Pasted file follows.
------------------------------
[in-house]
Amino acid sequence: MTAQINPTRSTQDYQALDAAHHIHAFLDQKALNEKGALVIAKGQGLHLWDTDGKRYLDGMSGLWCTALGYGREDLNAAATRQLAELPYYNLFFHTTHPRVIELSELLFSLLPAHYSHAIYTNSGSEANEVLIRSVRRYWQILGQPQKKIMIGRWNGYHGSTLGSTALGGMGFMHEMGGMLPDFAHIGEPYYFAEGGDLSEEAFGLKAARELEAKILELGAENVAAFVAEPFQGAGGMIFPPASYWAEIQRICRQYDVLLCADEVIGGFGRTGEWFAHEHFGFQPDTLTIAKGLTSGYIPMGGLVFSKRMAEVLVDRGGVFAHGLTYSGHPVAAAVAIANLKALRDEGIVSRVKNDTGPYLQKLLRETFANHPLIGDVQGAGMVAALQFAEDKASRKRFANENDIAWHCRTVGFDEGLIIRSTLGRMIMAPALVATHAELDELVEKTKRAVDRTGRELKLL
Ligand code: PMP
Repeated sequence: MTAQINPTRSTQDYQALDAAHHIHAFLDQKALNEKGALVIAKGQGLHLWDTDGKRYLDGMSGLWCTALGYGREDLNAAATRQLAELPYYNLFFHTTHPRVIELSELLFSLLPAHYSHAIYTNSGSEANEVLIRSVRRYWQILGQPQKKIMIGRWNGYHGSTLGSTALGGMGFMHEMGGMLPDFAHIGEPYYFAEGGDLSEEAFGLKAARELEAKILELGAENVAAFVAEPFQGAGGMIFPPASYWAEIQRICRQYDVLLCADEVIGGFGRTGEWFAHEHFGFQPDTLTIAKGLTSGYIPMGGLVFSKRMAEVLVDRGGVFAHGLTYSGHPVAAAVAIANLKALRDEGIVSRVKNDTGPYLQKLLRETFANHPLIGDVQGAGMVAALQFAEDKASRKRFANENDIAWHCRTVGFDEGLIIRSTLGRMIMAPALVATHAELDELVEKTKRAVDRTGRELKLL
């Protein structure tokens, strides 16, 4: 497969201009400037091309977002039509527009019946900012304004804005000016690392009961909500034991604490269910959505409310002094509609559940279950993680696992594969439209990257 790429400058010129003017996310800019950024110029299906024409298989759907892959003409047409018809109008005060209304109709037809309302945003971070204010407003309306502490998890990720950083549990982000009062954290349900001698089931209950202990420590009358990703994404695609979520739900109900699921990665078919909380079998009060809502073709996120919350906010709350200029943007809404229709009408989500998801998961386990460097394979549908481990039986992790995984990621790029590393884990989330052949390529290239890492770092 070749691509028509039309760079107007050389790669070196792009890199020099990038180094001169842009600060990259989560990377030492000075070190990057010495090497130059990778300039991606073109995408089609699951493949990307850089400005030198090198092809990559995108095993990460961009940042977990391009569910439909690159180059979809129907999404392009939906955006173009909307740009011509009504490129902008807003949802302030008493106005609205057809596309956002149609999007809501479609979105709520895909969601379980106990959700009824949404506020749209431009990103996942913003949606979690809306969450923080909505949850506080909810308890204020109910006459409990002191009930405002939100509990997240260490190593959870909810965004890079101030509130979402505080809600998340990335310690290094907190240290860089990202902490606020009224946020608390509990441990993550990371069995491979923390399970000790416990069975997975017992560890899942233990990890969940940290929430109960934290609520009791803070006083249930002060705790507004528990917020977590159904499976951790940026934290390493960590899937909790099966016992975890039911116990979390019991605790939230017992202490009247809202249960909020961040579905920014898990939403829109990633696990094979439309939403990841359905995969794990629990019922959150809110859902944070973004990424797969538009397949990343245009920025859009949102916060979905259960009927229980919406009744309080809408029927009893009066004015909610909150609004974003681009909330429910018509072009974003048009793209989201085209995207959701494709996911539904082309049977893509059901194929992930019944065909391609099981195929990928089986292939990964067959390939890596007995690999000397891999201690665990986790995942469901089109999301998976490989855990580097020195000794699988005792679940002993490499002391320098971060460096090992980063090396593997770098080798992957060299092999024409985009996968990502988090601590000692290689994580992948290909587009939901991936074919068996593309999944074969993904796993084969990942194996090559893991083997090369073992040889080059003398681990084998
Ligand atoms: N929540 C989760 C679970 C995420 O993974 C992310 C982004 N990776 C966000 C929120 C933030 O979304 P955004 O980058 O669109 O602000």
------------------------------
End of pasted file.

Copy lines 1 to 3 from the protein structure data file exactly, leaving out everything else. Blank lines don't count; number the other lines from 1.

[in-house]
Amino acid sequence: MTAQINPTRSTQDYQALDAAHHIHAFLDQKALNEKGALVIAKGQGLHLWDTDGKRYLDGMSGLWCTALGYGREDLNAAATRQLAELPYYNLFFHTTHPRVIELSELLFSLLPAHYSHAIYTNSGSEANEVLIRSVRRYWQILGQPQKKIMIGRWNGYHGSTLGSTALGGMGFMHEMGGMLPDFAHIGEPYYFAEGGDLSEEAFGLKAARELEAKILELGAENVAAFVAEPFQGAGGMIFPPASYWAEIQRICRQYDVLLCADEVIGGFGRTGEWFAHEHFGFQPDTLTIAKGLTSGYIPMGGLVFSKRMAEVLVDRGGVFAHGLTYSGHPVAAAVAIANLKALRDEGIVSRVKNDTGPYLQKLLRETFANHPLIGDVQGAGMVAALQFAEDKASRKRFANENDIAWHCRTVGFDEGLIIRSTLGRMIMAPALVATHAELDELVEKTKRAVDRTGRELKLL
Ligand code: PMP